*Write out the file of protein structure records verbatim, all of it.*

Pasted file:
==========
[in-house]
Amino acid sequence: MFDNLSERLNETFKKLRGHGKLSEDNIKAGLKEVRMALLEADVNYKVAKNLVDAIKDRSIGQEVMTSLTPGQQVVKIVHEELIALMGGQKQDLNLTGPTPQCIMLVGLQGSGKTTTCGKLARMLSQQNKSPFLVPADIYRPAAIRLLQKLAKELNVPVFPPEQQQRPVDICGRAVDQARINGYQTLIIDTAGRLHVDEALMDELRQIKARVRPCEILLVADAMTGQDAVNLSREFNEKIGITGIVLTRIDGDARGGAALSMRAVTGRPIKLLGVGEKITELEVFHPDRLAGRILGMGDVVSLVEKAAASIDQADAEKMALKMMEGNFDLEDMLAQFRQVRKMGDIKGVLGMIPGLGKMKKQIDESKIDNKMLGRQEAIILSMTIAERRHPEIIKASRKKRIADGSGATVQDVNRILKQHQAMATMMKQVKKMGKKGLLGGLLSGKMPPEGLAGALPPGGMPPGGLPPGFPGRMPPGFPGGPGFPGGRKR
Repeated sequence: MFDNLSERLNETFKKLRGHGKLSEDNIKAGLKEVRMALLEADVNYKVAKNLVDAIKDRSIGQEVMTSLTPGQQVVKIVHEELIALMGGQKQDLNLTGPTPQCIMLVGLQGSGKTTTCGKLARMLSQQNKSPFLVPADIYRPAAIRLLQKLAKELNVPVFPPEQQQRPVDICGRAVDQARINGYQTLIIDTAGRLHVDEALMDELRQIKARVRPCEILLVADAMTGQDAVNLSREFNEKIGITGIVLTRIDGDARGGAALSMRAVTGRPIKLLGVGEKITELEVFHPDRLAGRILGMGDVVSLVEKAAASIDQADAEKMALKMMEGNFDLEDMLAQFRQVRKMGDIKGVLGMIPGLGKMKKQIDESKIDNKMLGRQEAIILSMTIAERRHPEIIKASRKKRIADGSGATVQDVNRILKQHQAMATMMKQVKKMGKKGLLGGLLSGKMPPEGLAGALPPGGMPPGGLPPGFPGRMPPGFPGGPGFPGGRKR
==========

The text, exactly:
[in-house]
Amino acid sequence: MFDNLSERLNETFKKLRGHGKLSEDNIKAGLKEVRMALLEADVNYKVAKNLVDAIKDRSIGQEVMTSLTPGQQVVKIVHEELIALMGGQKQDLNLTGPTPQCIMLVGLQGSGKTTTCGKLARMLSQQNKSPFLVPADIYRPAAIRLLQKLAKELNVPVFPPEQQQRPVDICGRAVDQARINGYQTLIIDTAGRLHVDEALMDELRQIKARVRPCEILLVADAMTGQDAVNLSREFNEKIGITGIVLTRIDGDARGGAALSMRAVTGRPIKLLGVGEKITELEVFHPDRLAGRILGMGDVVSLVEKAAASIDQADAEKMALKMMEGNFDLEDMLAQFRQVRKMGDIKGVLGMIPGLGKMKKQIDESKIDNKMLGRQEAIILSMTIAERRHPEIIKASRKKRIADGSGATVQDVNRILKQHQAMATMMKQVKKMGKKGLLGGLLSGKMPPEGLAGALPPGGMPPGGLPPGFPGRMPPGFPGGPGFPGGRKR
Repeated sequence: MFDNLSERLNETFKKLRGHGKLSEDNIKAGLKEVRMALLEADVNYKVAKNLVDAIKDRSIGQEVMTSLTPGQQVVKIVHEELIALMGGQKQDLNLTGPTPQCIMLVGLQGSGKTTTCGKLARMLSQQNKSPFLVPADIYRPAAIRLLQKLAKELNVPVFPPEQQQRPVDICGRAVDQARINGYQTLIIDTAGRLHVDEALMDELRQIKARVRPCEILLVADAMTGQDAVNLSREFNEKIGITGIVLTRIDGDARGGAALSMRAVTGRPIKLLGVGEKITELEVFHPDRLAGRILGMGDVVSLVEKAAASIDQADAEKMALKMMEGNFDLEDMLAQFRQVRKMGDIKGVLGMIPGLGKMKKQIDESKIDNKMLGRQEAIILSMTIAERRHPEIIKASRKKRIADGSGATVQDVNRILKQHQAMATMMKQVKKMGKKGLLGGLLSGKMPPEGLAGALPPGGMPPGGLPPGFPGRMPPGFPGGPGFPGGRKR